Between September 18-20, 2014 many of CLC’s staff will be attending workshops and presentations at the National Land Conservation Conference (also called the Rally) organized by the Land Trust Alliance in Providence, RI.
This conference will be an opportunity for our staff to learn new skills, share insights and ideas, and get to know other professionals from around the country who are also working toward our shared goal of land protection. CLC’s Tony Colyer-Pendas, Director of Conservation Programs, will be among the dozens of presenters from around the country.
by Peter Paden Published September 5, 2014 in the Register-Star
What Will the Future Hold?
Have you ever asked yourself what Columbia County is going to look like 50 years from now?
- How will people who live here make a living? Will most of them be employed by businesses based in the county, or somewhere else, like the greater Capitol District, New York City or Boston? How many will telecommute, or generate their own incomes taking advantage of the internet? Perhaps many people will commute every day to New York City by high speed rail. Maybe we’ll have a lot more farmers, producing food closer the populations that crave fresh, affordable food.
Our two Greenagers crews wrapped up a very successful 2014 season at CLC’s Round Ball Mountain and Greenport Conservation Areas. Their hard work laid the groundwork for miles of new trails, and also improved many existing ones. They built bridges, felled trees, moved rocks, made crush, installed log steps, and built water bars, switch backs, and ramps.
These students will return to their Taconic Hills and Hudson high schools this fall with a newly gained set of skills, a strong sense of confidence, and deserved pride in their accomplishments. CLC looks forward to fostering a conservation ethic among a new round of high school students next year with our partner, the Greenagers. (In photo are the two crews and their crew leaders.)
You can view, read, and download CLC’s 2013 Annual Report: it includes an overview of our achievements for the last year, the most recent Protected Lands Map for the county, our financial report, as well as a list of every person who made a contribution to CLC in 2013. Thank you for your support!
Looking ahead to the next three years, CLC has also crafted its latest Strategic Plan, the result of an extensive review of our mission and goals, incorporating feedback from our partners, as well as farmers, planners, and many other stakeholders in the County. The 2014 – 2016 Strategic Direction Report sums up the Strategic Plan. The plan is designed to help us establish priorities for our land conservation efforts; and identify the key planning issues in our community. It sets out specific strategies to ensure that CLC’s resources are focused for maximum impact and to bolster our financial resources. You can view, read, and download this Strategic Direction Report as well.
We look forward to your continued support!
The Columbia Land Conservancy applauds Congressman Chris Gibson for co-sponsoring the Conservation Easement Incentive Act, H.R. 2807. The bill was adopted by the full House of Representatives as part of the America Gives More Act, H.R. 4719. The Conservation Easement Incentive Act has been the number one legislative priority for the land trust community for several years. It makes it possible for people of modest financial means who own property with high conservation value to be able to afford to permanently protect their land.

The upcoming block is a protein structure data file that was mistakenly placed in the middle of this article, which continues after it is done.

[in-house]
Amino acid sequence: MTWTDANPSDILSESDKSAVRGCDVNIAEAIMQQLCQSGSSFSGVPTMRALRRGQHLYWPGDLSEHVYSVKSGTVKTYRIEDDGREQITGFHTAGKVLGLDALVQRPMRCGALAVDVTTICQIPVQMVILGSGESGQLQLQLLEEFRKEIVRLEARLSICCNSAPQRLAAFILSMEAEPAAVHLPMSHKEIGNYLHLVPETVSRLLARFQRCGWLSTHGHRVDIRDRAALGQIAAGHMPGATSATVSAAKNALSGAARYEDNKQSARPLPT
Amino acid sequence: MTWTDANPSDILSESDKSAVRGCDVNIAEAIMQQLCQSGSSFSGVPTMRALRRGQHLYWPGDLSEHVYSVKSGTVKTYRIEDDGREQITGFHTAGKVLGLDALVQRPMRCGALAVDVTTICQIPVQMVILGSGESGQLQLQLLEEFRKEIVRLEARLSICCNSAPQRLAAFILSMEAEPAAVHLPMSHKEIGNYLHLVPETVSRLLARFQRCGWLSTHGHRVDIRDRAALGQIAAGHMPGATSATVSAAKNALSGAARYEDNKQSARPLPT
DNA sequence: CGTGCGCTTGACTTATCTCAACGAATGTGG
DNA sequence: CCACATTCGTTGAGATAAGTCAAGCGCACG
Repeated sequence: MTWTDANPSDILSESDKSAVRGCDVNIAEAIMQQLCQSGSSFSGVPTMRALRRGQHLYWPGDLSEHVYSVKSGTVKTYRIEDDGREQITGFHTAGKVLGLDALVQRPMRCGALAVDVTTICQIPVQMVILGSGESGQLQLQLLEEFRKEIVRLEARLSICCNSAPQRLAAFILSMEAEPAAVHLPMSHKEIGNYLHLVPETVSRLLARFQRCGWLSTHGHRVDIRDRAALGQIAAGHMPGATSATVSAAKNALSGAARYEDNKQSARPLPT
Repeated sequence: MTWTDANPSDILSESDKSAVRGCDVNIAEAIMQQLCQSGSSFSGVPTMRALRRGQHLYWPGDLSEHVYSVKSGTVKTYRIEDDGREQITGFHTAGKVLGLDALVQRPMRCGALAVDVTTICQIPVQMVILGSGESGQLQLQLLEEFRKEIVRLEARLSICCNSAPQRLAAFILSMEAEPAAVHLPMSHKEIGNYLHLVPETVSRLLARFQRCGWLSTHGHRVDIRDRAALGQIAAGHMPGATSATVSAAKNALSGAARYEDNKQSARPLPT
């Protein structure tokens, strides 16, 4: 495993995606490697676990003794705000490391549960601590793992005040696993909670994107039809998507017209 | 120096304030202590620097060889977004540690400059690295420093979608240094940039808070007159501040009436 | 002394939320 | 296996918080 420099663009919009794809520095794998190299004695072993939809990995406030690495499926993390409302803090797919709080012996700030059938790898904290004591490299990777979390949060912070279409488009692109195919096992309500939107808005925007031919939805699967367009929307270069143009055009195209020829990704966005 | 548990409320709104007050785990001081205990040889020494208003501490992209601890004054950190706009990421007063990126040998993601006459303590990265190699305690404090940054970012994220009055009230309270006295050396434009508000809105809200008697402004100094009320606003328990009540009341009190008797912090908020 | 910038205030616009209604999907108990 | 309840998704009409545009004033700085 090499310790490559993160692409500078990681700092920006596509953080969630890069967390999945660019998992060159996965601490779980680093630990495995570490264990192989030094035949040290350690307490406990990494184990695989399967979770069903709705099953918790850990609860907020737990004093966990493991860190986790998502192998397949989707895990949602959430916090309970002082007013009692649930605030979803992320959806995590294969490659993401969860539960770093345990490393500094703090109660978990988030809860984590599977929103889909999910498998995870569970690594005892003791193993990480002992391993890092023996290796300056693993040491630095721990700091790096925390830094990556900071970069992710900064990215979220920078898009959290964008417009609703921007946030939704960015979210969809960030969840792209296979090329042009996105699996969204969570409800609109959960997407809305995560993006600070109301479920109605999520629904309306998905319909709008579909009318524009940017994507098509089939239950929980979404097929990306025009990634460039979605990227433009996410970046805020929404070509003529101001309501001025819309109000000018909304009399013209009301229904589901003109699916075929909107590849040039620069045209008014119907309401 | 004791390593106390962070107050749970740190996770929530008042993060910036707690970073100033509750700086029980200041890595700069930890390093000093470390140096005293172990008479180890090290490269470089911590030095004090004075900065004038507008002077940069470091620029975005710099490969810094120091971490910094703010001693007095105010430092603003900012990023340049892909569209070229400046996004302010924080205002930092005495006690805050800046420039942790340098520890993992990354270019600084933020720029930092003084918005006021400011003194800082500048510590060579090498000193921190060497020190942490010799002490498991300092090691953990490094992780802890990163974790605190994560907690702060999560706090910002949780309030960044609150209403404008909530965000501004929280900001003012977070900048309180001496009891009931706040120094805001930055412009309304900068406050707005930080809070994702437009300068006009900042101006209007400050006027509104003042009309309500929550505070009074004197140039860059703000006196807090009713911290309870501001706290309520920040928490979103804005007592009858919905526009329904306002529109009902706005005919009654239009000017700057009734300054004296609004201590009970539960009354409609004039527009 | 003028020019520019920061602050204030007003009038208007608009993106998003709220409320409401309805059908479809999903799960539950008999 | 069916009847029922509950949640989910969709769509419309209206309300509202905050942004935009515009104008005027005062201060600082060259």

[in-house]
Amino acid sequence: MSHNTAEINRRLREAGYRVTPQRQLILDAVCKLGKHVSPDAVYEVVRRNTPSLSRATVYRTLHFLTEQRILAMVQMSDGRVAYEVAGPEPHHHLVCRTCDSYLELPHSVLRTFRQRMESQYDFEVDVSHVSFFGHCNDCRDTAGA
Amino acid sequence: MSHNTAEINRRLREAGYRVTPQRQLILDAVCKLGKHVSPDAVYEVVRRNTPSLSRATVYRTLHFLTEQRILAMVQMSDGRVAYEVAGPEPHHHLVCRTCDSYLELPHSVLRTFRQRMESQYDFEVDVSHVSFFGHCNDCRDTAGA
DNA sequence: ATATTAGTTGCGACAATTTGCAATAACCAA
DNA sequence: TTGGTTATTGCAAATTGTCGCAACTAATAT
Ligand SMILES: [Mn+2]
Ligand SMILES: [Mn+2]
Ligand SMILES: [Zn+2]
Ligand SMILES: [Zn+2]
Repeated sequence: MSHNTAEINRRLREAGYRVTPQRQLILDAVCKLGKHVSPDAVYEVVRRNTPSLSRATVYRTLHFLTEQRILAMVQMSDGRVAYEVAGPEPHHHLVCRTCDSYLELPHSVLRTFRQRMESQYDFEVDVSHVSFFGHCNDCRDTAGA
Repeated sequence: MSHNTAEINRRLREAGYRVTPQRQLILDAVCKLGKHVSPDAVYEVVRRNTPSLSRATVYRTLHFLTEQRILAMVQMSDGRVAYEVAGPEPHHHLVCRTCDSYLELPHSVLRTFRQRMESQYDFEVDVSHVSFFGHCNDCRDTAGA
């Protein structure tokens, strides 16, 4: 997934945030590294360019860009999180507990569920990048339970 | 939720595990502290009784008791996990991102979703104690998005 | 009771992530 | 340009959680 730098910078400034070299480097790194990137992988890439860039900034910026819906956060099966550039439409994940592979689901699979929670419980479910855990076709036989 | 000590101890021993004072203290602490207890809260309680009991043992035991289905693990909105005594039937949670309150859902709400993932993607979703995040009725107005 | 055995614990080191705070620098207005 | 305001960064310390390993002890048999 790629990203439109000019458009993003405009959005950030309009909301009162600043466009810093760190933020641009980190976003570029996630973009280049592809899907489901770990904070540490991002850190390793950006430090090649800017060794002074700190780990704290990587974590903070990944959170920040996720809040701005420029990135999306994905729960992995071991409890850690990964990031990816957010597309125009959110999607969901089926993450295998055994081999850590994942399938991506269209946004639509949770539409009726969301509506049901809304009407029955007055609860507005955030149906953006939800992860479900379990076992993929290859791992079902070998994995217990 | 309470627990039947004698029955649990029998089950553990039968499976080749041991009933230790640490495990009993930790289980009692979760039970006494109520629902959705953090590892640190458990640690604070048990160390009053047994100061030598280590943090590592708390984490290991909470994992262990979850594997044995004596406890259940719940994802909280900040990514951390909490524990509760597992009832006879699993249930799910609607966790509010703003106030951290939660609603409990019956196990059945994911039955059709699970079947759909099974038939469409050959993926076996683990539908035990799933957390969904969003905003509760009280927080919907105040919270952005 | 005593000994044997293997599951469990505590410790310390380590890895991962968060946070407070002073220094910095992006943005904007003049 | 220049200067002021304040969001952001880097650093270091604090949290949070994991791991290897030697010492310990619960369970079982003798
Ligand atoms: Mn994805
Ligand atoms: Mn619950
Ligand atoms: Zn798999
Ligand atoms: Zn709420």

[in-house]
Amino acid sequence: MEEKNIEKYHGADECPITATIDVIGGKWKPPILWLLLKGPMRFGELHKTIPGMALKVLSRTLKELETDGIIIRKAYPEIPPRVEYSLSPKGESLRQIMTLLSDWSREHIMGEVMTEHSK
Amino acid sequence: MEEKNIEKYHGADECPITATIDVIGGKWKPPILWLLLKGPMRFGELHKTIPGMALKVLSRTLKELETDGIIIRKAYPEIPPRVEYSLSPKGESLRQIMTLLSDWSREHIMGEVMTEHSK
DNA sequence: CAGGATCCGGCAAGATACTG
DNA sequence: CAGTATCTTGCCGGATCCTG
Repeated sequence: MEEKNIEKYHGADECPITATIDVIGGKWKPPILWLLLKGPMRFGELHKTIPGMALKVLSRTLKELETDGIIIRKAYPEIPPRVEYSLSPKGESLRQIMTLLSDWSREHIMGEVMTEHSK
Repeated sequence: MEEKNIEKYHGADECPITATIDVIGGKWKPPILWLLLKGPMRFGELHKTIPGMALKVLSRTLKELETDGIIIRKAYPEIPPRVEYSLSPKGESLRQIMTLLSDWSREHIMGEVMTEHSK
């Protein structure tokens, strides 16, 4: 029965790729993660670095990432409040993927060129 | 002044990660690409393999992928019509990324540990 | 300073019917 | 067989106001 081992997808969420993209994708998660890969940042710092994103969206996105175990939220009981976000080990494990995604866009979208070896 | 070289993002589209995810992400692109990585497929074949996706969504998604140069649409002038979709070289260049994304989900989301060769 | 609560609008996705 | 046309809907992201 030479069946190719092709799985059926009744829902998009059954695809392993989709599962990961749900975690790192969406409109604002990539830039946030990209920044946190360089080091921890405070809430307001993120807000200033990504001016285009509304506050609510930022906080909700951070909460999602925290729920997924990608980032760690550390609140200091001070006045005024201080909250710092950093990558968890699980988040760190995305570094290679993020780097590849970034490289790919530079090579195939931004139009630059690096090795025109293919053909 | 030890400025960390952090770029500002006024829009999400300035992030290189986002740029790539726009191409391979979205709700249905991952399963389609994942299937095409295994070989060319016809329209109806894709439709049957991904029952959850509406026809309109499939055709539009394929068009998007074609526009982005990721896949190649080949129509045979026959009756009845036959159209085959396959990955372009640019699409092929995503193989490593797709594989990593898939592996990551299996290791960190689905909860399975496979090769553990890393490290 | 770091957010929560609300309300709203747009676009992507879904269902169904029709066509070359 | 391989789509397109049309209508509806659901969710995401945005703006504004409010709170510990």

“Conservation easements [...] have led to a significant increase in the acreage of protected farms and forests across the country—properties that benefit all of us through their agricultural productivity and natural beauty,” said Congressman Gibson. Gibson, who has been a leader on conservation issues in the House, specifically thanked CLC for our efforts in farmland protection and habitat conservation.
To learn more about conservation easements, and CLC’s efforts, click here.
To learn more about the Conservation Easement Incentive Act, click here.
Last Thursday’s Columbia Paper editorial discusses the North Bay project: “CLC and city and county officials have made great progress over the last three years and now have agreed to support a modest initiative aimed at planning the specific steps needed to create the North Bay Recreation and Natural Area….. [the] small steps it would take to improve and extend a new point of public access to the Hudson River and its shoreline also remind us what makes this county a special place. No matter how we measure the financial rewards from this new natural resource, its existence will enrich our lives.”
We hope you help us safeguard North Bay’s special habitats during your visits, and support our efforts to bring this public recreational space to fruition.
by Peter Paden Published July 4, 2014 in the Register-Star
Climate Change: It’s Real and It’s Serious
I learned something really interesting the other day about snapping turtles. Their gender is determined by the temperature of the nest where the eggs are incubated. Turtles lay eggs anywhere from 6 to 10 inches deep. Those closer to the surface are warmer, and produce females; males are a product of the deeper, cooler nests. To me, this is one of those fascinating scientific factoids that inspire amazement and awe at the mysteries of the universe.